Age 13-16
The adolescent may want to shelter their guilt feelings. They are not easily understood. They may refrain from emotions or expressions, but clinical studies show that teenagers often have more intense grief than any other age group. Encourage their friends to share their grief and attend the service. This gives them the support they need. They want to think of themselves as adults so treat them as such.

Each child is a unique individual and because of a variety of influences such as age, personality and social and religious background, certain guidelines should be followed in the discussion of death: 1. The individual child should be the main factor considered. 2. The child should be consulted and encouraged to participate, but not forced.

Visitation
The reality of death is visually expressed by viewing the body. This helps the child to understand a loss has occurred. It is best to allow the child to view the body prior to the arrival of visitors. Upon the arrival of visitors, they will discover others also loved the deceased. They will, most assuredly, be absorbed in the experience of comforting and caring.

Funeral Service
The funeral is a ceremony which culminates the days of grief by paying tribute to a life lived. The mature child gains much strength from the sincere words expressed by clergy and friends.

Cemetery
The gravesite affords a lasting tangible memory. Witnessing the burial helps the child to identify the location of the body. If the child does not attend the interment, they should be taken to the cemetery at a later date.

By including the child in these traditions, many of their questions will already be answered.

Remember…
Just as a tree must be exposed to rain, snow, wind and forces other than sunlight in order to grow, a developing child must face the unfortunate but acceptable aspects of life. Obviously a child will react to a death, but it is the responsibility of the parent to guide these reactions.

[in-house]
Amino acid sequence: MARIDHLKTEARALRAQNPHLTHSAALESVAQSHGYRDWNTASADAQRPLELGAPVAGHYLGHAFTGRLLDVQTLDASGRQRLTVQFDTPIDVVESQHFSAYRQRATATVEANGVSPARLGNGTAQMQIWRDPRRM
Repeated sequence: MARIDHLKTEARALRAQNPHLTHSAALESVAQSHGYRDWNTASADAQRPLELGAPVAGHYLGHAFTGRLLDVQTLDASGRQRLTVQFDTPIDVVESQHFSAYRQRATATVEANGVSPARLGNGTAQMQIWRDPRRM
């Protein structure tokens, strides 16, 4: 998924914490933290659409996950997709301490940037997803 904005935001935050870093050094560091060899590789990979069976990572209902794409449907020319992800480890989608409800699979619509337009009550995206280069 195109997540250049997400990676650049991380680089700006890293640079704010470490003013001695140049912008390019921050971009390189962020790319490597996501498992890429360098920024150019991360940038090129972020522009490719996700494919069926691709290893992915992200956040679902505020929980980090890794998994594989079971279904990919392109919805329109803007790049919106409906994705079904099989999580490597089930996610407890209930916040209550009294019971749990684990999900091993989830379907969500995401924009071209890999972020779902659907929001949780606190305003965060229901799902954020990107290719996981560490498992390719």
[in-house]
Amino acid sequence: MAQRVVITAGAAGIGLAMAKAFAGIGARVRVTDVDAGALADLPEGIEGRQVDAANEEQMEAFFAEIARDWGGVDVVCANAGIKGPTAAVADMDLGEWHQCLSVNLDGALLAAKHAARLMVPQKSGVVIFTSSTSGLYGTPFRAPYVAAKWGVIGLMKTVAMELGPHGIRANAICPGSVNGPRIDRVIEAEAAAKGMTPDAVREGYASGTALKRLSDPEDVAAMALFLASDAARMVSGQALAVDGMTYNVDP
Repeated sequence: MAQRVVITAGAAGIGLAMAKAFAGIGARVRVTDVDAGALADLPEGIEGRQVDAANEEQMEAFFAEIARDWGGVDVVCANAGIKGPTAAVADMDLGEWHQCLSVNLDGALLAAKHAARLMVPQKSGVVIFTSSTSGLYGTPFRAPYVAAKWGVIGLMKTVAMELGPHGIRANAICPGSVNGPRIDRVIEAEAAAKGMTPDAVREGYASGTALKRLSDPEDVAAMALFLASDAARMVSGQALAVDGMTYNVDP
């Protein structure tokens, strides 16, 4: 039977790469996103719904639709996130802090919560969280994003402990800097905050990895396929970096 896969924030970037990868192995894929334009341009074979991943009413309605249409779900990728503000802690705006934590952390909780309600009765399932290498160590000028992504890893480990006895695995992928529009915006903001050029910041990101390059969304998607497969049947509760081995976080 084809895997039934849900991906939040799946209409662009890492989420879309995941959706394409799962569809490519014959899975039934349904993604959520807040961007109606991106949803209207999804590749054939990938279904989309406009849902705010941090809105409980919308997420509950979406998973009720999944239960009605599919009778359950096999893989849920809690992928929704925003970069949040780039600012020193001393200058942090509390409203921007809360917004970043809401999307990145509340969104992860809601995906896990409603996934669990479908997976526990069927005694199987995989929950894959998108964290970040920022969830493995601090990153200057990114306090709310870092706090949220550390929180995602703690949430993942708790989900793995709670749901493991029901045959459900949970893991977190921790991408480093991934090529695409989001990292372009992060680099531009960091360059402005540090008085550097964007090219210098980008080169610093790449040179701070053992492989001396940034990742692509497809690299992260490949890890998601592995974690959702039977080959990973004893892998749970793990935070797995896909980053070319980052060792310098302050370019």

Emphasis should be placed on the happy experiences that were shared with the deceased so pleasant images are fresh and constantly being recalled. Above all, the youngster should be commended for all the unforgettable attention and happiness they gave the deceased. Their hurt will be lessened and their memories enhanced when they understand they contributed to the happiness of the deceased's life.

 

Please Don't Overlook Me!
By Bonnie Bright

I know my size is smaller
My hands are littler
My legs are short
But my HEART
Can hurt just like yours

I'm a CHILD
You're and adult…
Please don't overlook me!

I know my vocabulary isn't the greatest
My attention span lacks longevity
My logic sometimes seems irrational,
But my MIND
Can question death just like yours can.

I'm a TEENAGER
You're an adult…
Please don't overlook me!

I know my needs seem less important
My feelings seem less controlled
My actions are hard to understand,
But my BODY
Needs a hug just like yours does.

I'm YOUNGER
You're OLDER
Please don't overlook me!

I know tears are hard to show
Fears are difficult to face,
Death means not coming back,
But my SOUL
Searches for reassurance
Just like yours does.

I'm HURTING
And you're hurting, too…
Please don't overlook me!

Reprinted by Permission from Bereavement Publishing, Inc., 8133 Telegraph Drive, Colorado Springs, CO 80920.4/91

Reference Materials
Am I Still A Sister? by Alicia Sims
Death And The Classroom: A Teacher's Guide to Assist Grieving Students by Cassini/Rogers
Fire In My Heart, Ice In My Veins: A Journal for Teenagers by Enid Samual Traisman, M.S.W.
Healing The Bereaved Child by Alan D. Wolfelt, Ph.D.
It Must Hurt A Lot by Doris Sanford & Graci Evans
Talking About Death (A Dialogue Between Parent and Child) by Earl A. Grollman, Ph.D.
Thank You For Coming To Say Goodbye (book & video) by Janice L. Roberts & Joy Johnson
The Fall of Freddie the Leaf by Leo Buscaglia, Ph.D.
What Bereave Children Want Adults To Know About Grief (booklet & Cassette) by Alan Wolfelt, Ph.D.
When A Pet Dies by Fred Rogers